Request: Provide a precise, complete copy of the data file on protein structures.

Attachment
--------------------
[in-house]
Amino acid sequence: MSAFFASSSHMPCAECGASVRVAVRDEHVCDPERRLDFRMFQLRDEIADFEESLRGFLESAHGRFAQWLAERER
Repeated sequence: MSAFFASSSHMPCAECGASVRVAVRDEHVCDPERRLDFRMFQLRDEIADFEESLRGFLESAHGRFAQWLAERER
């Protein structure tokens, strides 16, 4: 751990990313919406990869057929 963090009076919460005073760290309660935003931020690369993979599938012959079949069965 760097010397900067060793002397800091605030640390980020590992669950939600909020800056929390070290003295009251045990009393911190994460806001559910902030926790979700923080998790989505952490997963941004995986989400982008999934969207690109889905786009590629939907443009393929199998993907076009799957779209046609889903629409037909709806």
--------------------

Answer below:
[in-house]
Amino acid sequence: MSAFFASSSHMPCAECGASVRVAVRDEHVCDPERRLDFRMFQLRDEIADFEESLRGFLESAHGRFAQWLAERER
Repeated sequence: MSAFFASSSHMPCAECGASVRVAVRDEHVCDPERRLDFRMFQLRDEIADFEESLRGFLESAHGRFAQWLAERER
């Protein structure tokens, strides 16, 4: 751990990313919406990869057929 963090009076919460005073760290309660935003931020690369993979599938012959079949069965 760097010397900067060793002397800091605030640390980020590992669950939600909020800056929390070290003295009251045990009393911190994460806001559910902030926790979700923080998790989505952490997963941004995986989400982008999934969207690109889905786009590629939907443009393929199998993907076009799957779209046609889903629409037909709806």